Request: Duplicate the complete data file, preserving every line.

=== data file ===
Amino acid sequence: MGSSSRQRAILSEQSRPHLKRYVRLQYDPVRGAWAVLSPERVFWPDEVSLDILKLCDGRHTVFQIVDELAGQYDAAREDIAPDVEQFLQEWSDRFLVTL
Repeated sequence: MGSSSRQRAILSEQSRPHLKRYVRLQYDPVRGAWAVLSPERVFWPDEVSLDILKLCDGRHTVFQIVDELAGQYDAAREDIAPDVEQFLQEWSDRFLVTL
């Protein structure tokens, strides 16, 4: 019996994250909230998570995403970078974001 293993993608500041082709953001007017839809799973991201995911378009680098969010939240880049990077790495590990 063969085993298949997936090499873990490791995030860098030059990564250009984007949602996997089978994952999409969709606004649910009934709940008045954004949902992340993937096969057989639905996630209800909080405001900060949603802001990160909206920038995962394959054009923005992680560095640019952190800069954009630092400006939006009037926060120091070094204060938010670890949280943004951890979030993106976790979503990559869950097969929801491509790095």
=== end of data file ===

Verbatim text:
Amino acid sequence: MGSSSRQRAILSEQSRPHLKRYVRLQYDPVRGAWAVLSPERVFWPDEVSLDILKLCDGRHTVFQIVDELAGQYDAAREDIAPDVEQFLQEWSDRFLVTL
Repeated sequence: MGSSSRQRAILSEQSRPHLKRYVRLQYDPVRGAWAVLSPERVFWPDEVSLDILKLCDGRHTVFQIVDELAGQYDAAREDIAPDVEQFLQEWSDRFLVTL
């Protein structure tokens, strides 16, 4: 019996994250909230998570995403970078974001 293993993608500041082709953001007017839809799973991201995911378009680098969010939240880049990077790495590990 063969085993298949997936090499873990490791995030860098030059990564250009984007949602996997089978994952999409969709606004649910009934709940008045954004949902992340993937096969057989639905996630209800909080405001900060949603802001990160909206920038995962394959054009923005992680560095640019952190800069954009630092400006939006009037926060120091070094204060938010670890949280943004951890979030993106976790979503990559869950097969929801491509790095």